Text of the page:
Call for More Protection for Children in Detention
Wednesday, 18th June 2014 at 1:04 pm
UNICEF Australia has called for an independent body to monitor and publicly report on the situation and treatment of children in Australian immigration detention.
The call has come during Refugee Week and ahead of World Refugee Day, on Friday and as a High Court ruling has found Australia's declaration of Papua New Guinea as a regional processing country is constitutional.
It is being made by the child rights organisation which says it is seeking better protection of children in detention following allegations of inadequate health care, lack of access to education and fundamental issues of child protection raised in recent weeks.
“We frequently hear of allegations of mistreatment, abuse and a failure to provide adequate services where there are very vulnerable children,” UNICEF Australia Chief Executive Officer Norman Gillespie said.
“A substantial amount of tax dollars are spent on offshore detention. We need monitoring to create transparency around that expenditure and to be assured detention is not causing children life-long harm to children.”
Dr Gillespie said an independent body could be transparent and systematic in its monitoring and provide regular public reports to the Australian community.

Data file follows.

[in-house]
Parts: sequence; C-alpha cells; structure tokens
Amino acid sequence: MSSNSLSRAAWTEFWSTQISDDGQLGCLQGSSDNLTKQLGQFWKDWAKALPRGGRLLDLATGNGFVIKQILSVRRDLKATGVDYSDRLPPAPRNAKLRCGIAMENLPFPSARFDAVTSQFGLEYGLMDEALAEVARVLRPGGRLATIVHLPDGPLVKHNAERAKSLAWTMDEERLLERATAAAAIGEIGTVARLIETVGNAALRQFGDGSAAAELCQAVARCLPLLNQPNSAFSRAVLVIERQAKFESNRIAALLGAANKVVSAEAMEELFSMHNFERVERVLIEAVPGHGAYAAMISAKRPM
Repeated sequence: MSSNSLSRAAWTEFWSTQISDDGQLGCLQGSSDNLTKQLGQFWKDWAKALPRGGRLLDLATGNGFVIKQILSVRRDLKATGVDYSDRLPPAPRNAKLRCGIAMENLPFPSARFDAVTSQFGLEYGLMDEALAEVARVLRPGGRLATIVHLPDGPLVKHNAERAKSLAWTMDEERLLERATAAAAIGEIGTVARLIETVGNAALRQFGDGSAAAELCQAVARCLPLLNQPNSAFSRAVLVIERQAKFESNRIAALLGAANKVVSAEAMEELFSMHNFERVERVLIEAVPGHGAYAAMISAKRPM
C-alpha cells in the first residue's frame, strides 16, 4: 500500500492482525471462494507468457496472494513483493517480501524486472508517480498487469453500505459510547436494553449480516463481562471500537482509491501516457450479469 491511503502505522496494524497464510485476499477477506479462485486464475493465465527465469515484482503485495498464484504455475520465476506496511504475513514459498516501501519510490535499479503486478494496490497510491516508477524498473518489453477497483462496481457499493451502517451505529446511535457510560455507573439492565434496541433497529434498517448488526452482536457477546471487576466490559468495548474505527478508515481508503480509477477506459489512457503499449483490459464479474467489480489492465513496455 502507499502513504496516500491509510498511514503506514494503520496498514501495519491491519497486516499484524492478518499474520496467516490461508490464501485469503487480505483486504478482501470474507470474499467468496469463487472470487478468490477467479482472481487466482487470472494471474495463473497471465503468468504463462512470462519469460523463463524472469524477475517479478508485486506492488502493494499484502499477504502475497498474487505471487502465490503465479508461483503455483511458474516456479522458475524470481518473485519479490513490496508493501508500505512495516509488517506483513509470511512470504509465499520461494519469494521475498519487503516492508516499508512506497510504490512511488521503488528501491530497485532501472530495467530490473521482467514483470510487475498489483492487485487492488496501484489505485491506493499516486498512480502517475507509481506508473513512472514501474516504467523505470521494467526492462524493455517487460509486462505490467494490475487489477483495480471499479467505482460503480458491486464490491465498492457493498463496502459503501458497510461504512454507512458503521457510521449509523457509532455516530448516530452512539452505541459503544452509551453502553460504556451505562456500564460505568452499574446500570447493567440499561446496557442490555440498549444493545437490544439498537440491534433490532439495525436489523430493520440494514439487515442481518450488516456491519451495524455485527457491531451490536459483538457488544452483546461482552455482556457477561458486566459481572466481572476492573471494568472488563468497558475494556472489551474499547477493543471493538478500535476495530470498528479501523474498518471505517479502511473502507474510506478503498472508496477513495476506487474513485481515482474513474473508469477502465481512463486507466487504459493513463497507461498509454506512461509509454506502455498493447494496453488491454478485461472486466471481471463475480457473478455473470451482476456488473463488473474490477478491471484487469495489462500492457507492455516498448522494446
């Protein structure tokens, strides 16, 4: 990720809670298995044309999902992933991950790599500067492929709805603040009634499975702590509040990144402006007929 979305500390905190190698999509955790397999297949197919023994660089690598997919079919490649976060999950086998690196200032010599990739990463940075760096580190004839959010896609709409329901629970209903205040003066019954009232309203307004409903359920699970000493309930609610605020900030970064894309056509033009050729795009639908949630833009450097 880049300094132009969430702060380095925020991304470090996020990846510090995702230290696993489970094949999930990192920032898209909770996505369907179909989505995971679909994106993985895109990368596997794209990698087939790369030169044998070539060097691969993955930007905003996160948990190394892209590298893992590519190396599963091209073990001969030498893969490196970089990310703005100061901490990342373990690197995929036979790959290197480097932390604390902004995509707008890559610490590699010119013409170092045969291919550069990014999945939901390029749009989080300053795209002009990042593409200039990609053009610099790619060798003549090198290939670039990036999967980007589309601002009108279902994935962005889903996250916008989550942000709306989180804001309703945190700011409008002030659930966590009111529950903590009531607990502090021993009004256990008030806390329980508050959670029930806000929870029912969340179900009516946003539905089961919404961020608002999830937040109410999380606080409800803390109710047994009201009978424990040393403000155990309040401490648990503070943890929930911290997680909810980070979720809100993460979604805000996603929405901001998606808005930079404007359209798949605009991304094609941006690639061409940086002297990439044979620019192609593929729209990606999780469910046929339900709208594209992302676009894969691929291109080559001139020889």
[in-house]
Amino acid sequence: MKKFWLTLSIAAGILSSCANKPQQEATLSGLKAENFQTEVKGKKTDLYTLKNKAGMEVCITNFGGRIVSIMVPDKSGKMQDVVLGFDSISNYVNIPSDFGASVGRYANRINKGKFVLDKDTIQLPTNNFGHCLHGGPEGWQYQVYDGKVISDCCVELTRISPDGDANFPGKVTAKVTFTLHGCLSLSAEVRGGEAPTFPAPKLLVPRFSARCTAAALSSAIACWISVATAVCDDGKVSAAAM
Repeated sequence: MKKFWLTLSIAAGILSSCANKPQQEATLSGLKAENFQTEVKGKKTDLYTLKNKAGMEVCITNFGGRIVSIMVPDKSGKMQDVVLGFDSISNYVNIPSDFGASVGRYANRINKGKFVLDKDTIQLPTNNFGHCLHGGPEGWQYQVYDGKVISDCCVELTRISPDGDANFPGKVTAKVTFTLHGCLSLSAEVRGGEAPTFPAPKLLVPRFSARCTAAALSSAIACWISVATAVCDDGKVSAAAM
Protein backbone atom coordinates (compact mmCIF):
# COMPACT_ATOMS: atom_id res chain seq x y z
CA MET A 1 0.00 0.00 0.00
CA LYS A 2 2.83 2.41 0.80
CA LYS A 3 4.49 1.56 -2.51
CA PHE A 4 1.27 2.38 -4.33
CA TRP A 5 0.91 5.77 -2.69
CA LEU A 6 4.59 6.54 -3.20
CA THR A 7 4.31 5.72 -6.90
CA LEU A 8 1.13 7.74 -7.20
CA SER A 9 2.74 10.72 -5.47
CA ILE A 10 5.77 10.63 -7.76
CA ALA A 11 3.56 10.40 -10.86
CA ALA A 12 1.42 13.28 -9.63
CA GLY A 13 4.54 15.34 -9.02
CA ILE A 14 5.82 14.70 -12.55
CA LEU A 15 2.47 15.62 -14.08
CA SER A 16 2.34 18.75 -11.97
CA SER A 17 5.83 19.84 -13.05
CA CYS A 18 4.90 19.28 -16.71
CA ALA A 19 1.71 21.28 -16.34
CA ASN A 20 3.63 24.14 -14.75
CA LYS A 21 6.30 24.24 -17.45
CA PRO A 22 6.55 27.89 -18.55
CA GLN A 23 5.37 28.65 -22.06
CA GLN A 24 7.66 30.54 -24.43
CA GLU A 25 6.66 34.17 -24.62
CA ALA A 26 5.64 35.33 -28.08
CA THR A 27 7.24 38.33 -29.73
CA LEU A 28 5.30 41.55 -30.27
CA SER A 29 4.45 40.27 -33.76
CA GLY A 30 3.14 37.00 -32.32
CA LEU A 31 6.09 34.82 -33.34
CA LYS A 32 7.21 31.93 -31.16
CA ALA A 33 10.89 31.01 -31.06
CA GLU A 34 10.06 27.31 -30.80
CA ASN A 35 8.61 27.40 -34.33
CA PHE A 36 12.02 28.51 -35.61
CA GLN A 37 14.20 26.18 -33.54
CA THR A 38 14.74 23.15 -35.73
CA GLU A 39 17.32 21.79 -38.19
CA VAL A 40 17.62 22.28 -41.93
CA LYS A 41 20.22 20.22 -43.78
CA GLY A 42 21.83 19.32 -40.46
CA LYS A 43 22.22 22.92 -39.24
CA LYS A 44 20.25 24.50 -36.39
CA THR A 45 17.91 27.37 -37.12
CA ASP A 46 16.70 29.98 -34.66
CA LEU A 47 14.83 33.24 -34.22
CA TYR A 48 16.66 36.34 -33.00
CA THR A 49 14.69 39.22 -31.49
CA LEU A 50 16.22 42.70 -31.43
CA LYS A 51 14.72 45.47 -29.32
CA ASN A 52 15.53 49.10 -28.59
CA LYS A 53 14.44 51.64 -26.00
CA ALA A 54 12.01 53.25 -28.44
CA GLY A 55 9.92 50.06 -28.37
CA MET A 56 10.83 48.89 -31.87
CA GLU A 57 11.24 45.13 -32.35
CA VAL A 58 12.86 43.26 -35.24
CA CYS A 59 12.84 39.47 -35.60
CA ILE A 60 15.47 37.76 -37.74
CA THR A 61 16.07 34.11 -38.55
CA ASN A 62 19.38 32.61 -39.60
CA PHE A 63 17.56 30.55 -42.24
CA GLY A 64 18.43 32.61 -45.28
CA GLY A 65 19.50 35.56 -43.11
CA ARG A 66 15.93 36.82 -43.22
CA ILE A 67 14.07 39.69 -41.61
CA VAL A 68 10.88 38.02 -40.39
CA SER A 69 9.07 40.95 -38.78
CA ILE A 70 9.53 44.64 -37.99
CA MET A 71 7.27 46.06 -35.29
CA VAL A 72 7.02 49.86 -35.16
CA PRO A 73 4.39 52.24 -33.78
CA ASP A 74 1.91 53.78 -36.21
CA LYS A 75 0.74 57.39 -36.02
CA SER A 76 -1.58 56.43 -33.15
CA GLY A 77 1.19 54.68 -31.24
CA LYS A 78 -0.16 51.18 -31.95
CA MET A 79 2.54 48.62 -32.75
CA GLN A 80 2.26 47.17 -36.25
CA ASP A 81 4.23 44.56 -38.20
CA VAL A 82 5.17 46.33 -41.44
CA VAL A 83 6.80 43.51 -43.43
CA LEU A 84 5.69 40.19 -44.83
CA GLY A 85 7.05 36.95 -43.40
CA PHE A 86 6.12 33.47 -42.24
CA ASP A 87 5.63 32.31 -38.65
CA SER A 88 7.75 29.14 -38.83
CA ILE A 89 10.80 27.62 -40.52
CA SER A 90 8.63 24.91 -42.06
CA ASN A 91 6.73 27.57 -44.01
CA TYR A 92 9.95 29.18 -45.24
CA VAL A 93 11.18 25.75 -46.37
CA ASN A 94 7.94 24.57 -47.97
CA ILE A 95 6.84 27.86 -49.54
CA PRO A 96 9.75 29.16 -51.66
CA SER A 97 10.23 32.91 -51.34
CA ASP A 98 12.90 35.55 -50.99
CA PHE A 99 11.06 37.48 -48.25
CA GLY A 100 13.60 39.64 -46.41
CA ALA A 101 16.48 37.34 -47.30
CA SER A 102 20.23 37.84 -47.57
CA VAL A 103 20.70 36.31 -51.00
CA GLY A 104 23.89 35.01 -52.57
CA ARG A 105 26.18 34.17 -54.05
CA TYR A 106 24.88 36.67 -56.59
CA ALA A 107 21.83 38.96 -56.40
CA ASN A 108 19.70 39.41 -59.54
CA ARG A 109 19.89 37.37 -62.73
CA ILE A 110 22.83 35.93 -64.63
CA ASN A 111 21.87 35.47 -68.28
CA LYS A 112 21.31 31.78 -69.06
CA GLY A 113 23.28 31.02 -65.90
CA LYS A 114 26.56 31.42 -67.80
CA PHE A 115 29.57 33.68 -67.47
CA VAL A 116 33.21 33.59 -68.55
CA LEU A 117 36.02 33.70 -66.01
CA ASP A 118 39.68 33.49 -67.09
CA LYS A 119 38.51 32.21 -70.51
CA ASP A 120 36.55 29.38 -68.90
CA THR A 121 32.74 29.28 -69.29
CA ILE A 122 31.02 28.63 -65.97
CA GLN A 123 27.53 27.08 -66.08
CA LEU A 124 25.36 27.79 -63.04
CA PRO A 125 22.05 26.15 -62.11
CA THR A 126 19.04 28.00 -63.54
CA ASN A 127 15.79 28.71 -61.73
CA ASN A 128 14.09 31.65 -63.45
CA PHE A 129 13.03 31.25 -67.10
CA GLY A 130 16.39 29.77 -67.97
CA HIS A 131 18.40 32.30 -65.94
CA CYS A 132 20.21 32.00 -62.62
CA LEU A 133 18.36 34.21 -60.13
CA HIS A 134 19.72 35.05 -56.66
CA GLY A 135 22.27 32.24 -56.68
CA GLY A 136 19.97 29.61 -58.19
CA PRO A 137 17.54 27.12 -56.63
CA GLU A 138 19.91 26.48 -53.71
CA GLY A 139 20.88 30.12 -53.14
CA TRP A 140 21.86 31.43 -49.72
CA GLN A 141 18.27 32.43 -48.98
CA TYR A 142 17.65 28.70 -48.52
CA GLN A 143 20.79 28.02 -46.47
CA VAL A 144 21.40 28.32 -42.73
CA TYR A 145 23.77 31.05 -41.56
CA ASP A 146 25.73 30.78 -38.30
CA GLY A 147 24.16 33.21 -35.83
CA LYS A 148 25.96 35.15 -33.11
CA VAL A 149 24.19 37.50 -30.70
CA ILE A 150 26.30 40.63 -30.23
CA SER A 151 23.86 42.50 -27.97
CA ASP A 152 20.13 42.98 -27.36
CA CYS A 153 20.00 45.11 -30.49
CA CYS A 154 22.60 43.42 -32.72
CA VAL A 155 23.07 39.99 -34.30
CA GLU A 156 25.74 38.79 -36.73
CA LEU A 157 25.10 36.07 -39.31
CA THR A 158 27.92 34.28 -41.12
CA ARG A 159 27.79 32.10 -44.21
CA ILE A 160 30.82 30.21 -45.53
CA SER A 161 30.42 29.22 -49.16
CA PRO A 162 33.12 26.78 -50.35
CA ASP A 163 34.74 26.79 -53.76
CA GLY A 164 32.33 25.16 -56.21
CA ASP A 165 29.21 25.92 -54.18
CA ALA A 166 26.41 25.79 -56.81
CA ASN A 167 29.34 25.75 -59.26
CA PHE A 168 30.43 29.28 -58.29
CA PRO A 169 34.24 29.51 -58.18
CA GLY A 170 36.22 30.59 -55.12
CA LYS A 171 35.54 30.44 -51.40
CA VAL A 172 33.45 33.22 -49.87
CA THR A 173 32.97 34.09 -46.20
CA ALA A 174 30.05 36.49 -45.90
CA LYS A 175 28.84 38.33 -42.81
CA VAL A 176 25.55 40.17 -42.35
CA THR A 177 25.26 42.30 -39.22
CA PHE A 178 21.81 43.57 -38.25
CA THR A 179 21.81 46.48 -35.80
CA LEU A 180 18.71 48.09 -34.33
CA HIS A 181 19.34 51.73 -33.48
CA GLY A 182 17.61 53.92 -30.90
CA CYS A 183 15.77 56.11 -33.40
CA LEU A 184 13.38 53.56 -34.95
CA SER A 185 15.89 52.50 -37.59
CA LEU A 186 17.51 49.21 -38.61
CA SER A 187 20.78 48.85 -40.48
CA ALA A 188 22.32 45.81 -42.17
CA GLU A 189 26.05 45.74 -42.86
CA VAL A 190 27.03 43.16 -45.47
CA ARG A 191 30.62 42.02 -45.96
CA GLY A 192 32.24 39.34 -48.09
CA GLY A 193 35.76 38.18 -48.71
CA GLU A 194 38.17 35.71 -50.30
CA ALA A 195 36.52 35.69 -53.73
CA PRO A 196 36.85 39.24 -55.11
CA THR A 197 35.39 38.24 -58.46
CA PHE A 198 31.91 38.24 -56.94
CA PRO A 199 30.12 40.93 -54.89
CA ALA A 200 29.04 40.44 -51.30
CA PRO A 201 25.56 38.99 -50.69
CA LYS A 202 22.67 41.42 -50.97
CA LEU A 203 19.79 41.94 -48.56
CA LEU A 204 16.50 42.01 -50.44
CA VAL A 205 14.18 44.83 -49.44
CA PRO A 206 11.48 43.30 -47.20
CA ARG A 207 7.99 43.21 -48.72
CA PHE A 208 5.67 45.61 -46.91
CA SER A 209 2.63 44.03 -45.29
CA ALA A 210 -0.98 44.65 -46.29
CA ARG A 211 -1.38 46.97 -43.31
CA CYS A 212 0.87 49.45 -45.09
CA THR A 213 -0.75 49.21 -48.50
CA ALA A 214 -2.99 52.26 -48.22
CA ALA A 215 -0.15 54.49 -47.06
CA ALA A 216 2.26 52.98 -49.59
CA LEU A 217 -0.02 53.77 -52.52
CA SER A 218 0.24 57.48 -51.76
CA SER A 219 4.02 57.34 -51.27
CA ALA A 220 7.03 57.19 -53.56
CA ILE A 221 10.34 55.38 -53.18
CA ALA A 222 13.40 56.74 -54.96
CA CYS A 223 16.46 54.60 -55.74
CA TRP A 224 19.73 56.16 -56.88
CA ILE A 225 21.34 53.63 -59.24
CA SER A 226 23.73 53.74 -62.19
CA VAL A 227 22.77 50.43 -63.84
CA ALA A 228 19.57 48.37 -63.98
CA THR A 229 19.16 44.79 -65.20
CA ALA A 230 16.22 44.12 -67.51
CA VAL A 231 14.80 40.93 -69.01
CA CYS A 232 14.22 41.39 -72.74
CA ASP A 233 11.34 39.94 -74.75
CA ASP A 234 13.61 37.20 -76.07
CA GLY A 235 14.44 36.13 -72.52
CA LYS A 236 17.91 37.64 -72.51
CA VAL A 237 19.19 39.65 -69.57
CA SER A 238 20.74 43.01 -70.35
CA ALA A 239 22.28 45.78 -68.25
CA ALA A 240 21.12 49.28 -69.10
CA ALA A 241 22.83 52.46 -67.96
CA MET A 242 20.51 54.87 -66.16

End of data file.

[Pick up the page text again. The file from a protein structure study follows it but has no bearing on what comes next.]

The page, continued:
“UNICEF Australia’s experience show that regular and in-depth monitoring can help prevent human rights violations, such as family members being separated or children having no access to education,” he said.
“Monitoring could also prevent instances of self-harm, suicide and unrest in immigration detention sites, all of which have a profoundly negative impact on children.”
A letter sent to Immigration Minister Scott Morrison by Dr Gillespie this week said an independent body should monitor children’s access to core services, basic living conditions, their mental and physical health,and mitigate abuse, violence and exploitation.
The letter also said the body responsible for monitoring the care and well-being of children and families in detention should have an ongoing presence with regular access.
Dr Gillespie emphasised UNICEF Australia maintained a position that children should only be detained as a last resort and that without adequate independent monitoring, there could be no public accountability in relation to children in immigration detention.
The High Court made the ruling about PNG detention after a challenge by lawyers for an Iranian man who arrived at Christmas Island last July and was transferred to the Manus Island detention centre.